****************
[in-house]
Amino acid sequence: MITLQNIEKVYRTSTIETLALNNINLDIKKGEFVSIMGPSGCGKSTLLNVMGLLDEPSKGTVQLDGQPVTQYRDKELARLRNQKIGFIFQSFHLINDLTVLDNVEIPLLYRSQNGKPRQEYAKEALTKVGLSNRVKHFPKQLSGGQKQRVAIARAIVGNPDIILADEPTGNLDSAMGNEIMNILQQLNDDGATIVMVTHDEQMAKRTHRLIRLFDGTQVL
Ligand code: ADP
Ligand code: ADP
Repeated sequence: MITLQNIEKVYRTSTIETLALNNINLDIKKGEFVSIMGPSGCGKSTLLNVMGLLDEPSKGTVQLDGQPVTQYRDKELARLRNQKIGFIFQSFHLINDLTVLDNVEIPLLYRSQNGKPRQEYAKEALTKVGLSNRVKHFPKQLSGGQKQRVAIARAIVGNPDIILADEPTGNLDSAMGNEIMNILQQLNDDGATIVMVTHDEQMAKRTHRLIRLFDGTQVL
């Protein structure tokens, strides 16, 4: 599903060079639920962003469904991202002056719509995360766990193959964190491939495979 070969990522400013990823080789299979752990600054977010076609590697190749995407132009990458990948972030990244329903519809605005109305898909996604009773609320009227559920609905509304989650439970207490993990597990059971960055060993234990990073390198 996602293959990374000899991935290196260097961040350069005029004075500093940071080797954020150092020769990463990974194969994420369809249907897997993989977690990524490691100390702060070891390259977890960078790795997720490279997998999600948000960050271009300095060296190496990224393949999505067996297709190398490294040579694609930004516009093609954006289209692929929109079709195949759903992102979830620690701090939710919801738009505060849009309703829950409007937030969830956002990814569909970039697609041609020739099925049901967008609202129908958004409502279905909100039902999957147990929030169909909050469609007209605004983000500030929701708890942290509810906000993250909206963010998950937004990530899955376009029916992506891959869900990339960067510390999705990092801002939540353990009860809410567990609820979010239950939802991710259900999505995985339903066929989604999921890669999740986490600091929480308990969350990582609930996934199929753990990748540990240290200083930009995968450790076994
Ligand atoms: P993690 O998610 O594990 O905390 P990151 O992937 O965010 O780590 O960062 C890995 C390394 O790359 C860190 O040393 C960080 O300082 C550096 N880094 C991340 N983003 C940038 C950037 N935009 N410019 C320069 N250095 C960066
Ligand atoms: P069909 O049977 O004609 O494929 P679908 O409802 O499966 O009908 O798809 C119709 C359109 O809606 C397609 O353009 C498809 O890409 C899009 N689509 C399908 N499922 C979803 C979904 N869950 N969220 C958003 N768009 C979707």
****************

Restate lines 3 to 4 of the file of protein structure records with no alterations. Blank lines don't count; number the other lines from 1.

Ligand code: ADP
Ligand code: ADP